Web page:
"As a student, I have my entire life ahead of me to start a career, so is there any reason for me to think about working whilst still in education"? The statistics show that the number of young people entertaining such thoughts or ideas has been steadily increasing over the last 20 years.
A study conducted by UKCES (the UK Commission for Employment and Skills) shows that college students aged 16-17 aren’t working nearly as much compared to their counterparts 24 years ago, decreasing from 42% of students in 1997 to only 18% of students in 2014 – but why is this the case? Well, 55% of young people said that they would rather focus on their studies than work, as well as lack of financial pressure and flexibility in working around education hours. But this isn’t the only issue standing in the way of students and their future careers, and they could in fact be hurting their chances later on by not having any appropriate work experience.
Getting an 'entry-level' post-grad job
In this current post-pandemic work environment, people are struggling more than ever to find work – whether that is people returning to work, or students and graduates looking to start their careers. A study ran on LinkedIn over 45 months between 2017 and 2021 showed that a shocking 35% of all ‘entry level’ job listings on the website required the candidate to have 3+ years of experience, increasing to 60.3% in the Software and IT Services sector.
So does the term entry-level mean something different to what it seems? Or are employers misleading graduates by giving them hope with the title and then crushing their dreams with the job requirements? Well, technically speaking when employers are advertising an entry-level role, what they are actually asking for is someone who can start doing the job immediately with little to no training.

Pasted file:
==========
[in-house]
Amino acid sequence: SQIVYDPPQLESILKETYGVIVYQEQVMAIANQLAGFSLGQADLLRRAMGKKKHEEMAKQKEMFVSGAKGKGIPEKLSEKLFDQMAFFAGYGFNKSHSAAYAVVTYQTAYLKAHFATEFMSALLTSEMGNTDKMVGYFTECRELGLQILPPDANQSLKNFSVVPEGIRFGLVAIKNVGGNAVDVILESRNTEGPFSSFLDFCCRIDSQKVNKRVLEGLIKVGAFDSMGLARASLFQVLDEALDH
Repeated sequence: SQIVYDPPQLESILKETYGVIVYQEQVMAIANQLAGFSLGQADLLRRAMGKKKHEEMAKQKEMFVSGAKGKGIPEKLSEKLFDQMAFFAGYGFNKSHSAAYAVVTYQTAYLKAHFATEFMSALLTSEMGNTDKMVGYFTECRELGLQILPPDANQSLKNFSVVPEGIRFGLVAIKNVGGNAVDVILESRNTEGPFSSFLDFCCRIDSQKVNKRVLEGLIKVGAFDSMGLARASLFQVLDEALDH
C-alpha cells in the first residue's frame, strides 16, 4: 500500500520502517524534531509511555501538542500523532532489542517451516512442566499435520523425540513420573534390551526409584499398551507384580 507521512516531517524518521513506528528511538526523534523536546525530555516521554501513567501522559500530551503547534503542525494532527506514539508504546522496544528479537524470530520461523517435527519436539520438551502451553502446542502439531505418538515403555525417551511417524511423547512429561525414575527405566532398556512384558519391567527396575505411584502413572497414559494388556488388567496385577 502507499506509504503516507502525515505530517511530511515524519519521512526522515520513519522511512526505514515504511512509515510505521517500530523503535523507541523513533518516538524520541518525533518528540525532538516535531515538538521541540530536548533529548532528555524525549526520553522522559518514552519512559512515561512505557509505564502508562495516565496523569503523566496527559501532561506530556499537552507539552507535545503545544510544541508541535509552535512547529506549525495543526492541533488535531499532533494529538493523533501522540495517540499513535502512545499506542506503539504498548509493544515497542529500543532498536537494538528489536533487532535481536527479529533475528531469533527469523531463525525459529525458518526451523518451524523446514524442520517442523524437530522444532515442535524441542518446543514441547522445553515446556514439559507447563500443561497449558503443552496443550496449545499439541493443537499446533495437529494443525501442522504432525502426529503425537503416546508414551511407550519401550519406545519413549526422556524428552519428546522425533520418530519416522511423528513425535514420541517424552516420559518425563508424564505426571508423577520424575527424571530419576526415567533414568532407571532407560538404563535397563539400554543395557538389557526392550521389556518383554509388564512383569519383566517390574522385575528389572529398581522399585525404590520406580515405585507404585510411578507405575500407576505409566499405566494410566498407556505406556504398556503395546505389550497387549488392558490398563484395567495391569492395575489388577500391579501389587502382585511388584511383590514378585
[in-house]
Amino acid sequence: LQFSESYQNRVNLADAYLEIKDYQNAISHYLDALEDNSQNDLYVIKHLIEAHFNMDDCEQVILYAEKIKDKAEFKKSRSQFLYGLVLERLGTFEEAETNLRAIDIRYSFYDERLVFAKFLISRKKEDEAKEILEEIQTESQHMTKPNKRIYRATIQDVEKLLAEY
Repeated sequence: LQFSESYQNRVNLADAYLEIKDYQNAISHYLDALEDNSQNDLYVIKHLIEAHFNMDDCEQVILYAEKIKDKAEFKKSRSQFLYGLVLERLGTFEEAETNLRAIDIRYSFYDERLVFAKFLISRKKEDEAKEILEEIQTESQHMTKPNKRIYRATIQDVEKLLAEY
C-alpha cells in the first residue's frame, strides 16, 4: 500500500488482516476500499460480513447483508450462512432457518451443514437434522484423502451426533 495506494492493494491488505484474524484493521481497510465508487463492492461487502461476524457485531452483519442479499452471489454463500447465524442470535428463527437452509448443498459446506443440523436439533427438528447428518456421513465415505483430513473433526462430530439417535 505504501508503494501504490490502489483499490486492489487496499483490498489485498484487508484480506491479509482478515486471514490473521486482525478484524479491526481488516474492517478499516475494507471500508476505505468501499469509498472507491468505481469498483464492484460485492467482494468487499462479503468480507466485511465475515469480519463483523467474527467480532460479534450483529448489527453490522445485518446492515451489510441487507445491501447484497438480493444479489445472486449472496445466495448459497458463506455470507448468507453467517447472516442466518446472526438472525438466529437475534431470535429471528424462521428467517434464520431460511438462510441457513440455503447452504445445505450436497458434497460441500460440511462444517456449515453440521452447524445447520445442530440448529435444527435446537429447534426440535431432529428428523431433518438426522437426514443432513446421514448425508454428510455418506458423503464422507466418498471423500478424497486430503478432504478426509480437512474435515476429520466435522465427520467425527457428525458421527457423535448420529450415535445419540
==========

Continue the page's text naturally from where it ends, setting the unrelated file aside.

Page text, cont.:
How do I start my career?
I know you're probably thinking that this is a catch-22 situation - how can I get experience in the field of work if the entry-level position requires experience? Well, in some cases, 'experience' does not necessarily have to mean work experience - if you have recently graduated with a degree in Architecture, you most likely have 3+ years experience working with the processes, software and procedures used in that field of work. However, this doesn't mean that people who didn't go to university or graduate are out of luck when it comes to starting a new career, there are options out there including apprenticeships and internships; it's all about finding what is right for you.
The definition of 'entry-level' and the requirements will vary from job to job, but the key to success is being confident in yourself and your skills and, most importantly, portraying that through your CV so that you can land yourself an interview and get the chance to sell yourself to the employer. And if you think you need help writing your CV or reaching the interview stage, we're here to help - book a free consultation today and we can begin your journey to starting your dream career.
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